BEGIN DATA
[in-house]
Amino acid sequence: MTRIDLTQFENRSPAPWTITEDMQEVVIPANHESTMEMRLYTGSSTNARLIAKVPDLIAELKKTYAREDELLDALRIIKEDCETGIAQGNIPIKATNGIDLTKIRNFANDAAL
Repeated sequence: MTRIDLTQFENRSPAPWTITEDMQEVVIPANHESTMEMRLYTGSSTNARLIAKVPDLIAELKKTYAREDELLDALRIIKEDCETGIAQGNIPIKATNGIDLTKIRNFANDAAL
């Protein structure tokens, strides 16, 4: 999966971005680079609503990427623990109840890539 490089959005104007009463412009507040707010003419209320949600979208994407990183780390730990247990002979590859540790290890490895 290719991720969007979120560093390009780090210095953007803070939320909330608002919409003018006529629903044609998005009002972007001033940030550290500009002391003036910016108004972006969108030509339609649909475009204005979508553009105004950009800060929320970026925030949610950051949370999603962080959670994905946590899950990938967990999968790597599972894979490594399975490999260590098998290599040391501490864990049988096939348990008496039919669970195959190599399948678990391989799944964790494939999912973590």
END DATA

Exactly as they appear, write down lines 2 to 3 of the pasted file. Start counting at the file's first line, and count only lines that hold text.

Amino acid sequence: MTRIDLTQFENRSPAPWTITEDMQEVVIPANHESTMEMRLYTGSSTNARLIAKVPDLIAELKKTYAREDELLDALRIIKEDCETGIAQGNIPIKATNGIDLTKIRNFANDAAL
Repeated sequence: MTRIDLTQFENRSPAPWTITEDMQEVVIPANHESTMEMRLYTGSSTNARLIAKVPDLIAELKKTYAREDELLDALRIIKEDCETGIAQGNIPIKATNGIDLTKIRNFANDAAL